“I read a saying lately that really struck a chord with me: ‘a dog may only be a part of your life, but you are their whole life.’ It’s entirely true of my dogs. They depend on me for absolutely everything they do. If I don’t take them out, they don’t go out, and their expected lifespan is a mere fraction of mine. I don’t want them to have to spend the majority of their lives trapped within the confines of our home, with the exception of their daily walk,” she says.
The Facebook page also lists dog-friendly social events, such as the Dog Walking Club, and a campaign for a dedicated dog park in Cork.
There are five dog parks in Dublin but none in Cork, where 30,000 people pay an annual dog licence fee that generated €620,000 in revenue in 2012.
“Even though Dublin had over twice the human population of Cork in 2012, Dublin still had 2,178 fewer dog licences issued than Cork — yet it had five dog parks, whilst Cork had, and still has, none,” Avril says.
Fionnbarra’s pub, on Douglas St in Cork City centre, welcomes customers’ pets. In a spacious outdoor smoking area, to the rear, the bar provides hot water bottles and blankets for dog owners who want to hang out with their pooch.
The service extends to dog bowls and a hearty welcome for canine customers.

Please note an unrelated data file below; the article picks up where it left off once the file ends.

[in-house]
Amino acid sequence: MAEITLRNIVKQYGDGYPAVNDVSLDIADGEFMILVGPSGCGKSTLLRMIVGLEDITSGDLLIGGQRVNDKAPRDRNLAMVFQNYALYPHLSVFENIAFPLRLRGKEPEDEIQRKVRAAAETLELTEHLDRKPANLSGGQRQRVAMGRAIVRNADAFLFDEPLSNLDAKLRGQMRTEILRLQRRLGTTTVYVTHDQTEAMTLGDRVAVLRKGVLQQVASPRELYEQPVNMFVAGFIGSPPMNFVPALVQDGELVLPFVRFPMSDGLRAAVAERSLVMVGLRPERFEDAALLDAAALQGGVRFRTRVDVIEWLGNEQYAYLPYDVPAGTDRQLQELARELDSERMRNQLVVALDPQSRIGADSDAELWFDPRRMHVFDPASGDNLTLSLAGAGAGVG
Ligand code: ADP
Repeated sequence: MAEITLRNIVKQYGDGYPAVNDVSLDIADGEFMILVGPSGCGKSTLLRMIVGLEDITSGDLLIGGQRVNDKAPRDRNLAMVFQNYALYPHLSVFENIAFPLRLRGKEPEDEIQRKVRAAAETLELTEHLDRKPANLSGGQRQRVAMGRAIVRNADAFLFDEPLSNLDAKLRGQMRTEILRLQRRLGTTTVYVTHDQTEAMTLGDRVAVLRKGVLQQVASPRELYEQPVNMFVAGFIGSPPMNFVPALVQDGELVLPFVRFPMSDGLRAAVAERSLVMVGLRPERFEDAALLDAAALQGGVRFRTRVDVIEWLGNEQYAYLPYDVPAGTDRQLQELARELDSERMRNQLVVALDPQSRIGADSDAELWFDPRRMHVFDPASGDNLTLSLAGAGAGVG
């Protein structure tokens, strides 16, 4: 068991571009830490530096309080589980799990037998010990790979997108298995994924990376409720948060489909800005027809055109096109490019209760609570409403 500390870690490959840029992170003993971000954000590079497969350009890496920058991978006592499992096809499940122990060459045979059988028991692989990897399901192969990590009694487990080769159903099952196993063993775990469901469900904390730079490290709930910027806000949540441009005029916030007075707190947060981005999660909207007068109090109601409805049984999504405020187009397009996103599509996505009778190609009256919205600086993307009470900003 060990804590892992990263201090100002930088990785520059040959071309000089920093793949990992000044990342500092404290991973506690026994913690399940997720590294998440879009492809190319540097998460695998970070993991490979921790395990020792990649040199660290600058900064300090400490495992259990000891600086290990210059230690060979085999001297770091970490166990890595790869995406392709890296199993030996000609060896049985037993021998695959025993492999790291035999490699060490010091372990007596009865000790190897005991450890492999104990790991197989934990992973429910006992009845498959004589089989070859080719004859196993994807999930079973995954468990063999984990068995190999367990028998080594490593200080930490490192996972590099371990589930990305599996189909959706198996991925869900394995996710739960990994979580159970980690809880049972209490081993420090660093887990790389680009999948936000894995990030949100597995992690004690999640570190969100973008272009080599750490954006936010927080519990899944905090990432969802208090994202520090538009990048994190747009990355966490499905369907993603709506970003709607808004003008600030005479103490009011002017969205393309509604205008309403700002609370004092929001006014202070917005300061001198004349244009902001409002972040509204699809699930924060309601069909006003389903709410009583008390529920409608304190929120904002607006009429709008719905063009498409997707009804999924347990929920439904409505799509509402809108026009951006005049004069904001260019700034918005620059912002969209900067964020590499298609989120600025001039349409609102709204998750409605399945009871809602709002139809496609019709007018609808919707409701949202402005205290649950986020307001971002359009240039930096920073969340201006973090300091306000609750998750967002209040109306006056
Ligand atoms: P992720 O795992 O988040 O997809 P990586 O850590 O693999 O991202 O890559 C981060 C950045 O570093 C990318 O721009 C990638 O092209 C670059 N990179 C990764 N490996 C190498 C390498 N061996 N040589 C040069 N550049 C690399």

Susie Jones loves the social aspect of ‘Dog Friendly Cork’, because leaving her five-year-old terrier Bennie at home can be harrowing.
“When I drive off to work in the morning, I have Bennie looking out the window at me. The guilt of leaving him is awful. He’s my best friend and I just want to bring him out and about with me. It’s normal in other countries, so why not here?” Susie says.
Daragh Quin, from Model Farm Road in Cork, tries to incorporate her Jack Russell, Andy, into her social life as much as possible, so that he’s not left home alone.
“I plan my day around him. If I could bring him to work, I would. The Facebook page is a great resource for dog owners and it’s handy, because it specialises in Cork,” she says. Lyn O’Farrell from Carrigaline says dogs are like children. She brings her husky Willow everywhere.
“I brought her everywhere from day one, so she is really well socialised now and that makes it easy. You become more aware of how many places don’t allow dogs in, so it’s great to know the places that do,” she says.
Back on the Dingle Peninsula, Clodagh Edwards, director of YNA Dingle Cottages, has just launched a new web service, offering high-end, pet-friendly accommodation in a selection of spectacular sites across West Kerry.
“Who wants to leave their best friend at home? Dogs need a holiday, too. People love to bring their pets on holiday. I would say a third of our guests bring their dogs. We do keep a few holiday homes pet-free, in case of guests with pet allergies.
“We have some rules. We ask that dogs do not go into the bedrooms and that owners clean up excess hair,” Clodagh says.
See ‘Dog Friendly Cork’ on Facebook for a full list of pet friendly information.